The night of the presidential election, a perverse strain of the most virulent form of racial animus reared its ugly head on Twitter. Several hundred tweets carried the triumphal message, “F**k white people.” The gesture was indefensible on any number of fronts, not the least of them being the fact it committed the cardinal sin of bigotry, lumping together all members of a single group some 40 percent of which voted for Obama.
The problem was compounded in the days to come by attempts to excuse or rationalize the reaction. Typical was this comment to an article I penned on the affront:
Okay yep, now you see how minorities have felt FOREVER! We’ve always had these comments thrown at us.
So two wrongs do make a right. Is that where we are as a nation?
Sadly, it seems as though the answer is yes. The time for payback appears to be upon us. And what better place to start the agendum of post-racial grievance than by targeting the most flagrant past offenders — white males?
This is no joke. Well, it is a joke, and an unfunny one at that, but it’s meant to be deadly serious. Liberal journalist David Sirota appeared last Sunday on MSNBC’s “Up With Chris Hayes,” where a modest proposal for averting another Sandy Hook — profiling white men — was broached. As Sirota noted in a follow-up column at Salon, the idea was actually advanced by Rep. James Langevin (D-R.I.), who raised the possibility of using the Secret Service for this purpose.
The general reaction of the MSNBC panelists to white male profiling was one of dismissal. In the video, which follows, Sirota can be heard branding the notion as “Orwellian.” And yet there is a discernible air of wistfulness in his comments, which include the observation that white men comprise the only group in America that is “not allowed to be profiled.”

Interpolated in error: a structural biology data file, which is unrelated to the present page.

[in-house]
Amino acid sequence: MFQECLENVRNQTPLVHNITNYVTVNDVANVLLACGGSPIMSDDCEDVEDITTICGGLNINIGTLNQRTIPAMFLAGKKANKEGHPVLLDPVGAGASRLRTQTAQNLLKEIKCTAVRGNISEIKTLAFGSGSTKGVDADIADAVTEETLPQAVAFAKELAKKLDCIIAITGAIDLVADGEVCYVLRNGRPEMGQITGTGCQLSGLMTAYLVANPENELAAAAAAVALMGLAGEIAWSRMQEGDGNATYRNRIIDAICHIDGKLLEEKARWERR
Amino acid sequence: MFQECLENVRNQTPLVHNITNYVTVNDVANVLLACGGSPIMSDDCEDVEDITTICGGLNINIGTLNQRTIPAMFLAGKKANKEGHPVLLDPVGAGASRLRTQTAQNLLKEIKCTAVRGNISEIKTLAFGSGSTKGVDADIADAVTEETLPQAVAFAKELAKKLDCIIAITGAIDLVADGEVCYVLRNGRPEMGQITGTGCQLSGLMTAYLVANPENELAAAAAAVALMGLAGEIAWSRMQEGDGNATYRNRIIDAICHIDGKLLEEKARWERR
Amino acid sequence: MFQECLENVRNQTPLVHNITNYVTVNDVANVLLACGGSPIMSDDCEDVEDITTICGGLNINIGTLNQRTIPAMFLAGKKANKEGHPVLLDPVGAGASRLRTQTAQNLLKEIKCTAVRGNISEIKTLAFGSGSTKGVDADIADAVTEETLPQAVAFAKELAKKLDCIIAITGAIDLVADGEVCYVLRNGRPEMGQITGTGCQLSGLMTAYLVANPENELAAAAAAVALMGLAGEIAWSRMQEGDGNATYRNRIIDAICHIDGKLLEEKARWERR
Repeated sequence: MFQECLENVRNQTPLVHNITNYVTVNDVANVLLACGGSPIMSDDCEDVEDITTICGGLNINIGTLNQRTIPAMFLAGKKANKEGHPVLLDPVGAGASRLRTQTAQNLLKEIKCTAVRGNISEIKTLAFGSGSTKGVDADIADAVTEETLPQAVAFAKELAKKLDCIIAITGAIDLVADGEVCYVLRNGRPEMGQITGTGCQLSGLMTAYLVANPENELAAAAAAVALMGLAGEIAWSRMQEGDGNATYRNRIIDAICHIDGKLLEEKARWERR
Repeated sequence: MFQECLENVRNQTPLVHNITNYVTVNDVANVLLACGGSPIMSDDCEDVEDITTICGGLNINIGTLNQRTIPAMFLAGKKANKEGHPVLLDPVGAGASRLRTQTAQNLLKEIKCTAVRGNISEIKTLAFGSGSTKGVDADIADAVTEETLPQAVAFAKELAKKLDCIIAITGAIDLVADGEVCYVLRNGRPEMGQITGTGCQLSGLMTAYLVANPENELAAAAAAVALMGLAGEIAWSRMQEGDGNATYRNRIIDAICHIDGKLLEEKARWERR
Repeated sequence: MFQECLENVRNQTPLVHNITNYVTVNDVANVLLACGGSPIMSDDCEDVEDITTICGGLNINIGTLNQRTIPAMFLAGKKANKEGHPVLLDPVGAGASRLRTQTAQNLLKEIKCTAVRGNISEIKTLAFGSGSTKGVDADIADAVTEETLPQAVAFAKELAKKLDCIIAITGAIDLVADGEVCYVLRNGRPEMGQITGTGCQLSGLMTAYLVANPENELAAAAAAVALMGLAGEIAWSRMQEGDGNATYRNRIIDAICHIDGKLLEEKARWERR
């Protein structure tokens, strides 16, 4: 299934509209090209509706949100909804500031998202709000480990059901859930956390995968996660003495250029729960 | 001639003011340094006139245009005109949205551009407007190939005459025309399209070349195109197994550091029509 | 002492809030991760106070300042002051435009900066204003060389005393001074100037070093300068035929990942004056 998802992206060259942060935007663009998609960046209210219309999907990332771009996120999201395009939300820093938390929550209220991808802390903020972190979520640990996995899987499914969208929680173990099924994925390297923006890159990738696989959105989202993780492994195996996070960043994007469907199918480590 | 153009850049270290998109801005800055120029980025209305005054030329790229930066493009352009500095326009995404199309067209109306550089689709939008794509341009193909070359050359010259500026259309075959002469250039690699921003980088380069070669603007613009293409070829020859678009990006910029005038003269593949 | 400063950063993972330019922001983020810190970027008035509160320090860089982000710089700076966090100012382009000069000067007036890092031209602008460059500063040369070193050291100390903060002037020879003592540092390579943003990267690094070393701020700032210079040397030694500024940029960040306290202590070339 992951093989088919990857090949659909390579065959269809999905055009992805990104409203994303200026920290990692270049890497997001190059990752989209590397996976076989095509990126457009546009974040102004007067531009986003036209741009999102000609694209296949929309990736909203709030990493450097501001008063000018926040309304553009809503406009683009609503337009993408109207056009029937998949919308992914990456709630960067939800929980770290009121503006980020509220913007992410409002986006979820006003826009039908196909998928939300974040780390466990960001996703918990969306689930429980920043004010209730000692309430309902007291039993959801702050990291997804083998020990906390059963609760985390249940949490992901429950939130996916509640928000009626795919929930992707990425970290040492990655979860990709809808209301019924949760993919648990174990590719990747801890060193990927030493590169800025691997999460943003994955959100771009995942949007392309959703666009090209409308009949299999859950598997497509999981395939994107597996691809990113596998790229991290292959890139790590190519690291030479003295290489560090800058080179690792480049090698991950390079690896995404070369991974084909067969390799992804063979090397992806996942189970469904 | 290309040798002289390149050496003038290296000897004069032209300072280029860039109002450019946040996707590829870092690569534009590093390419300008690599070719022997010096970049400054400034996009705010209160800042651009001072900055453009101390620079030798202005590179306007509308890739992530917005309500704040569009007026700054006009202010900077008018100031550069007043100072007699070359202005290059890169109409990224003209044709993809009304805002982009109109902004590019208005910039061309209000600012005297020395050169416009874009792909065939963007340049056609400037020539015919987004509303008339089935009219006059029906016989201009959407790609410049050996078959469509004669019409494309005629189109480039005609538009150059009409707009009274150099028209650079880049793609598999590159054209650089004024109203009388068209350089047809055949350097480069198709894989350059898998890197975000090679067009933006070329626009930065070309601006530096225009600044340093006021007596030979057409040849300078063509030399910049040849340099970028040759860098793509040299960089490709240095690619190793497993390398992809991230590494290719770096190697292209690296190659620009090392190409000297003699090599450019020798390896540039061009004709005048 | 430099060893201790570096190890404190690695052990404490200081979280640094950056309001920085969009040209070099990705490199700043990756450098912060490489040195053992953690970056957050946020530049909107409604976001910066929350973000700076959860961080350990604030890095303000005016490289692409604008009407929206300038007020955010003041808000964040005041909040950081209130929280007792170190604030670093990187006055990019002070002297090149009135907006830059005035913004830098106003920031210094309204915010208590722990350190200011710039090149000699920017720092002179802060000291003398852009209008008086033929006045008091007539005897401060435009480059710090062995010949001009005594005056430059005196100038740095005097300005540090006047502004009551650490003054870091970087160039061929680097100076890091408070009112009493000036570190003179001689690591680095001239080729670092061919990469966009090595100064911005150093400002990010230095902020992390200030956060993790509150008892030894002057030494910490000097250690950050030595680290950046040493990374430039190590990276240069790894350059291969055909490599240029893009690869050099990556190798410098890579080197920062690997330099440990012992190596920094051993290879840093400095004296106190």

He amplifies on this view in his Salon piece (which is intended to rebut conservative outrage generated by his appearance):
Any honest observer should be able to admit that if the gunmen in these mass shootings mostly had, say, Muslim names or were mostly, say, African-American men, the country right now wouldn’t be confused about the causes of the violence, and wouldn’t be asking broad questions. There would probably be few queries or calls for reflection, and mostly definitive declarations blaming the bloodshed squarely on Islamic fundamentalism or black nationalism, respectively. Additionally, we would almost certainly hear demands that the government intensify the extant profiling systems already aimed at those groups.
Yet, because the the [sic] perpetrators in question in these shootings are white men and not ethnic or religious minorities, nobody is talking about demographic profiling them as a group. The discussion, instead, revolves around everything from gun control, to mental health services, to violence in entertainment — everything, that is, except trying to understanding why the composite of these killers is so similar across so many different massacres. This, even though there are plenty of reasons for that topic to be at least a part of the conversation.
By all means, let’s have that conversation. It would be fascinating in particular to hear how and where this profiling would be carried out. Would it just be at schools, or would white men be stopped and frisked just walking down the street?
And there’s the matter of financing the policy. Although the white male is a disappearing breed (one that can’t disappear fast enough for some of its self-hating members), there are still 223,553,265 of us according to the 2010 United States Census. That’s a lot of pat-downs.
If you are white and male, you have my sympathies.
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